High-speed 3D surface scanning by Area Confocal Scanning Microscopy (ACSM)


The new area confocal scanning microscopy (ACMS) is uniquely suited to optical non-contact measurements such as surface inspection and 3D measurement technology. Compared to customary measuring systems the scanning speed is increased by a factor of several hundred with only a slight reduction in resolution.


Conventionally confocal microscopes obtain 3D images by scanning single points of sample successively and then assimilating the detected signals. A sequence of slices supplies a z-stack i.e. depth-data for the 3D image.
Currently the two predominant methods to increase scan rates are slit scanning microscopy and programmable array microscopy. Both methods reduce the scanning period by passing the beam over the focal plane in only one direction.
Slit scanning microscopes use a slit illumination source to repeatedly sweep the sample in a bar or line and detect the signals through a slit aperture.
Programmable array microscopes on the other hand use MEMS (micro-electro-mechanical systems) technology to illuminate the object through an array of pinholes that produce illuminated points on the surface of the sample. The object is scanned using this array to collect the necessary data for imaging.
Instead of additional scanning in z-direction (axial dir­ection) either technology can be augmented by chromatic confocal microscopy, which uses the fact, that light with different wavelengths has different focal planes along the z-axis to determine the height of the object.


Unfortunately the mechanical scanning only being one-dimensional adversely influences the speed of the 3D-imaging process in either case.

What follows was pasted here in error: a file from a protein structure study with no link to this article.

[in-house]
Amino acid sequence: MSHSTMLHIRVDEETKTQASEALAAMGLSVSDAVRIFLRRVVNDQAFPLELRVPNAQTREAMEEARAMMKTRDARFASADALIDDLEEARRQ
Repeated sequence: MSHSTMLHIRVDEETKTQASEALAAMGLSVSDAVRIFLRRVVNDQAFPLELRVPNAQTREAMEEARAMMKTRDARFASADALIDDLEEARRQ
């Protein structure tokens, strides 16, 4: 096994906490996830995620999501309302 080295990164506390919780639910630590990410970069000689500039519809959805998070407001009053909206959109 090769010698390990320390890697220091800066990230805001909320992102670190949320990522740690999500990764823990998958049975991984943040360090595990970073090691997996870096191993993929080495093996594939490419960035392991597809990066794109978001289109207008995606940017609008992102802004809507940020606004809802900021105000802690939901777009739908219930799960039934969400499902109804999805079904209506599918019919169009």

The invention combines the advantages of chromatic con­focal microscopy and a new procedure for a 2D surface scan to allow for area scanning.
Using a slit scanning microscope the applied changes are as follows: The focal plane field is tilted by an angle of e.g. 65 ° to 85 ° for a microscope with a numerical aper­ture of 0.33. Thus, measured peak intensity occurs that is several times wider than a conventional confocal peak. Though the resolution is slightly reduced as a con­sequence, the scanning speed is greatly increased.
A prototype and numerical calculations are available to demonstrate the advantages compared to the state of the art. Since the effect can be simulated, the benefits can be calculated for different microscopy systems.

ACSM:  the beam strikes the focal plane at a specific angle
Unlike with a conventional confocal chromatic microscope the beam strikes the focal plane at a specific angle. This tilt makes it possible to obtain a confocal area measurement without sampling. [Image: Karlsruher Institut für Technologie]
Scheme of an adaptive, chromatic confocal microscope.Result of a 3D measurement (2 Euro coin) with invented system.


  • Area scan with a modified confocal microscope setup
  • Scanning speed increases by a factor of several hundred
  • The axial uncertainty is only increased by a factor of approximately 2.5
  • The lateral resolution is only slightly reduced


  • Surface inspection
  • 3D measurement technology
Dipl.-Ing. Julia Mündel
Ettlinger Straße 25
76137 Karlsruhe | Germany
Telefon +49 721-79004-0
muendel(at) |
Validation / TRL4
EP 3637167 A1 pending
US 2020/0116988 A1 pending
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